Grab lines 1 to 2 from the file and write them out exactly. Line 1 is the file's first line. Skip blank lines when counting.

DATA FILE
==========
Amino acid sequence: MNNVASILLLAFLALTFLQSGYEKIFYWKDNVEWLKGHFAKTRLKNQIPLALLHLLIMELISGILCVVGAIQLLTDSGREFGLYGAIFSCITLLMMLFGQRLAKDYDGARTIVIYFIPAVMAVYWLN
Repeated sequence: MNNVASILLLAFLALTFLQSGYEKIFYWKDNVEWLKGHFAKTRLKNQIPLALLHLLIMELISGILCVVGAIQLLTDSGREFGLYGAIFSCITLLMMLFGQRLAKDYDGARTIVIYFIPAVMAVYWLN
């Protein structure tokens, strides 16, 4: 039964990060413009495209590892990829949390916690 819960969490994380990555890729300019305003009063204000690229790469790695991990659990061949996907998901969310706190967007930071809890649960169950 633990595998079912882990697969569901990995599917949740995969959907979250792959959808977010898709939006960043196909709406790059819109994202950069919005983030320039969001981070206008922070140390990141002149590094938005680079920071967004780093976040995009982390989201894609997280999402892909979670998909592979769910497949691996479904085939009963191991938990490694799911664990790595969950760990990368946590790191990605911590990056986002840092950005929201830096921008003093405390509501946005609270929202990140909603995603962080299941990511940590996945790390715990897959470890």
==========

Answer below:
Amino acid sequence: MNNVASILLLAFLALTFLQSGYEKIFYWKDNVEWLKGHFAKTRLKNQIPLALLHLLIMELISGILCVVGAIQLLTDSGREFGLYGAIFSCITLLMMLFGQRLAKDYDGARTIVIYFIPAVMAVYWLN
Repeated sequence: MNNVASILLLAFLALTFLQSGYEKIFYWKDNVEWLKGHFAKTRLKNQIPLALLHLLIMELISGILCVVGAIQLLTDSGREFGLYGAIFSCITLLMMLFGQRLAKDYDGARTIVIYFIPAVMAVYWLN